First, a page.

Luhrs has been a big fan of this type of deck for a long time, and has been playing different versions of it for about two years now. He played it at Worlds in Toronto, and at Euros the year before. “It's a lot of fun to play, especially with the combination of Goblin Welder and Smokestack”. Luhrs started off the Grinder 2-0, beating two Oath decks. “Actually, it's not that good against Oath decks. I had pretty good draws, and my opponents had some very bad draws. What are the good matchups for the deck? “Dumb people.” Apparently, the complexity of the deck is enough to throw some players off their game. And what are the bad matchups? “Well, Oath…even though (laughs)…also, Sligh in the first matchup isn't that good.” Things do get better in the second game, thanks to Luhrs' sideboard technology: Rejuvenation Chamber. “It's good! At Toronto (Worlds 2001) I had four maindeck Voltaic Keys, so against Sligh I played the Chamber and gained sixteen life!” As far as predictions go, Luhrs doesn't think he'll be able to make his way into the Top Two. “I don't think so…this is really just for fun.”
The other deck making a splash in the Grinders is a Japanese Donate-Illusions deck that utilizes the Oath of Druids engine.
Pro Tour Nice Masters Gateway: Oath of Trix
Tsuyshi Ikeda and Jin Okamoto
Pro Tour Nice Masters Gateway: Oath of Trix
Some of these card choices seem a bit odd, but upon further analysis they actually make a lot of sense. Aboshan is a great, cheap answer to Miracle Grow's Winter Orb, because it can be Oathed up to tap down the mana crippling artifact. The Donate-Illusions combo provides an efficient alternate kill, and the combo pieces can be shuffled back with Gaea's Blessing if something goes wrong. Tsuyshi Ikeda, the primary designer of the deck, explained through translator Keita Mori, "After Grand Prix Sendai, Trix, The Rock and His Millions, and Miracle Grow were very popular. Trix can only make someone lose twenty life, so things can get tricky if someone plays a Spike Feeder. The original Trix deck used Fire/Ice to get around this, but now in Japan the strategy has changed to maindeck Morphling. With Miracle Grow becoming more popular, normal Trix isn't as good, and the Oath deck is much better because Oath is great against Grow. Of course, this is before the Super-Grow strategy."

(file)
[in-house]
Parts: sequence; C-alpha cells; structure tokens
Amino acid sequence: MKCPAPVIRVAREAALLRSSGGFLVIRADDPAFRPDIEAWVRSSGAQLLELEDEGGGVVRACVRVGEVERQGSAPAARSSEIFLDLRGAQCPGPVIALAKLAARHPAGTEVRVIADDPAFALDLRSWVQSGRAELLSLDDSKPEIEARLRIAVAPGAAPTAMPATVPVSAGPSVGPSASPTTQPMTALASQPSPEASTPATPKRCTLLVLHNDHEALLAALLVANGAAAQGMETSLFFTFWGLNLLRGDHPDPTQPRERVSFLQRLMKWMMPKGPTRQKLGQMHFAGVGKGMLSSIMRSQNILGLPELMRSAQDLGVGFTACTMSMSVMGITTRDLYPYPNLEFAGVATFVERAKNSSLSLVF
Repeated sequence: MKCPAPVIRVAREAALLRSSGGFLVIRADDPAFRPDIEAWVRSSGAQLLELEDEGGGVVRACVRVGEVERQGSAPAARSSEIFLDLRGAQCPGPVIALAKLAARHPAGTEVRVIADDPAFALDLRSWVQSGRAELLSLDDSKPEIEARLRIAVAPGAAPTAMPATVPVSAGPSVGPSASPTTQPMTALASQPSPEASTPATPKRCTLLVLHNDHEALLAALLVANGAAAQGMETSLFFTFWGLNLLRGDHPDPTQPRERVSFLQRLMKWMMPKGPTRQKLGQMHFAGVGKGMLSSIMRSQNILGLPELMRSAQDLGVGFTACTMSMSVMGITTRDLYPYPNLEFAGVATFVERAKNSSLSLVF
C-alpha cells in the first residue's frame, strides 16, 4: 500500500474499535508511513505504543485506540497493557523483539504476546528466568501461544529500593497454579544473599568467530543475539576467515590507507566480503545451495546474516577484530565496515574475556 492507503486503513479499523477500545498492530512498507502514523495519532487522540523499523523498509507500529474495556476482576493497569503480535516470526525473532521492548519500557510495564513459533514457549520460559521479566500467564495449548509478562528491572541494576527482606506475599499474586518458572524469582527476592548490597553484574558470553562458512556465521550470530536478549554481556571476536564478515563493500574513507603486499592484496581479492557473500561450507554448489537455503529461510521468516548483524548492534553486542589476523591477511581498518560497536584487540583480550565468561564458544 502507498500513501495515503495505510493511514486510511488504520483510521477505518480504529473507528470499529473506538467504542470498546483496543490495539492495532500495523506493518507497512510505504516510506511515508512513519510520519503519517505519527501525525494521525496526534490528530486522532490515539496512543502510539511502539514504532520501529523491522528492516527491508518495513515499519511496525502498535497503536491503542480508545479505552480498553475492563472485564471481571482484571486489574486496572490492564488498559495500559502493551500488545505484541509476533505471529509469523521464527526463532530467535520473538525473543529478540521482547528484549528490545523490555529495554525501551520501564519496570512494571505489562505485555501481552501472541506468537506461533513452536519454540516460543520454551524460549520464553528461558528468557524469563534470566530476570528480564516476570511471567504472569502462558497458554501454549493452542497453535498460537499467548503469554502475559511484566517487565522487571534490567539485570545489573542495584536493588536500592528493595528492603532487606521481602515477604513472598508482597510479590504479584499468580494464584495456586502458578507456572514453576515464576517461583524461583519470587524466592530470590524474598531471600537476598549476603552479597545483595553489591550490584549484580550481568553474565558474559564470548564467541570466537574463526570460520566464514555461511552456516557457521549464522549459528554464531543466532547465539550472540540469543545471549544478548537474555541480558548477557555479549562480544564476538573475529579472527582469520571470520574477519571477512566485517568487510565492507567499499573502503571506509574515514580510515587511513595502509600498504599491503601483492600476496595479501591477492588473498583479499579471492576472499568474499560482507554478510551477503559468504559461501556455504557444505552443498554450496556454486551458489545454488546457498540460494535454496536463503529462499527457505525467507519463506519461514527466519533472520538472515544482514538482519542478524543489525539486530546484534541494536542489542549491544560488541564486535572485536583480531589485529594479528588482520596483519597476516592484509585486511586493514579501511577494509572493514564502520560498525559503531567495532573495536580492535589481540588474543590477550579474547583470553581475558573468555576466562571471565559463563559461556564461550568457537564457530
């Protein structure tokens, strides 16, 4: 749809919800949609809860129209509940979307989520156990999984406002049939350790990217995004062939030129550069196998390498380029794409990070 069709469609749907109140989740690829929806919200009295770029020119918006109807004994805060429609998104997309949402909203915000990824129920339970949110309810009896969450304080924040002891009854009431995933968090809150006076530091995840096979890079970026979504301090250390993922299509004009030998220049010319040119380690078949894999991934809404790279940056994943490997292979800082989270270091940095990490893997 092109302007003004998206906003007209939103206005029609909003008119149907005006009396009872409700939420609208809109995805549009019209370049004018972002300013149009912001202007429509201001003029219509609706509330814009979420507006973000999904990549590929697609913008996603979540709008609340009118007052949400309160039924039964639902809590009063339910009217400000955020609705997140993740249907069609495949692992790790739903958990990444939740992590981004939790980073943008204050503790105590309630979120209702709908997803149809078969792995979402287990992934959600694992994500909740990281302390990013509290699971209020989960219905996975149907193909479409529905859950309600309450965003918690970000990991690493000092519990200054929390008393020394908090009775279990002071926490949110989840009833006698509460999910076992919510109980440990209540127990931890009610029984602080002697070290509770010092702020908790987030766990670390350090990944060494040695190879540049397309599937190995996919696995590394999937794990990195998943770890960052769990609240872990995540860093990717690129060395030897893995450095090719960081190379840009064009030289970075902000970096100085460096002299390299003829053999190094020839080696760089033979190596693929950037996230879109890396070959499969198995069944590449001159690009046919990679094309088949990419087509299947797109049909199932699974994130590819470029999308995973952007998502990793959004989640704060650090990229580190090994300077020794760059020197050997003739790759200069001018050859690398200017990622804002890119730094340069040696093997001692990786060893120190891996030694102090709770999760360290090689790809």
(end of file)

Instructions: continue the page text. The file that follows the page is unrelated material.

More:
The Blessings also provide other benefits aside from being able to play the combo multiple times. "We tested Recall in the blue/red version, but now we have Gaea's Blessing, so we can play the combo again and again. We can use Accumulated Knowledge for four multiple times, so the deck works really well." The deck won a Qualifier in Japan, yet it hasn't really hit the radar of players elsewhere. "The players on the Pro Tour don't know about the deck, so that gives us a big advantage. For example, I'll play turn two Sapphire Medallion or Merchant Scroll, and no one thinks I'm playing an Oath deck." The deck is named Fireball Special after Ikeda's store in Japan.
Ishida's version is a bit different, since it Oaths out Cognivore instead of Morphling. This is because it doesn't run Blessing, which means an Oath will trigger, milling a ton of instants into the graveyard. This makes Cognivore obscenely big, and while most players would scoff at the idea of using any kill card other than Morphling, using a creature that can be in the range of 10/10 flyer is certainly respectable.